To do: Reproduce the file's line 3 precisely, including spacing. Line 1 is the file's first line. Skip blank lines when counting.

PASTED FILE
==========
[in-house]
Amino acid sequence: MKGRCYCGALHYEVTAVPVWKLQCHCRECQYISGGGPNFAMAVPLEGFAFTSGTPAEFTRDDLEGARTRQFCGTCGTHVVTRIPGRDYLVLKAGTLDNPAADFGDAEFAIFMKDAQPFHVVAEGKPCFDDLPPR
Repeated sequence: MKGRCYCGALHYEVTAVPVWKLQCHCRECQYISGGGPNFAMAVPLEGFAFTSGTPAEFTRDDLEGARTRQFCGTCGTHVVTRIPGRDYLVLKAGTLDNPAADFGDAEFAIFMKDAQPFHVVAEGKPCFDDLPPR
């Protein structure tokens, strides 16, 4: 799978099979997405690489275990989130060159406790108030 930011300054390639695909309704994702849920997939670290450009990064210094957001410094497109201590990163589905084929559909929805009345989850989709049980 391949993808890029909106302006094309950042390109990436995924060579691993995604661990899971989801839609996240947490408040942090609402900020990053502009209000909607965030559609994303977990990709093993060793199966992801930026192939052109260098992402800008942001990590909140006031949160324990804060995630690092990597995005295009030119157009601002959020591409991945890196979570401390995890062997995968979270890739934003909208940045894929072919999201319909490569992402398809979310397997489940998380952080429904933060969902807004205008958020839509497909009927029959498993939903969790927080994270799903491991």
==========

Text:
Repeated sequence: MKGRCYCGALHYEVTAVPVWKLQCHCRECQYISGGGPNFAMAVPLEGFAFTSGTPAEFTRDDLEGARTRQFCGTCGTHVVTRIPGRDYLVLKAGTLDNPAADFGDAEFAIFMKDAQPFHVVAEGKPCFDDLPPR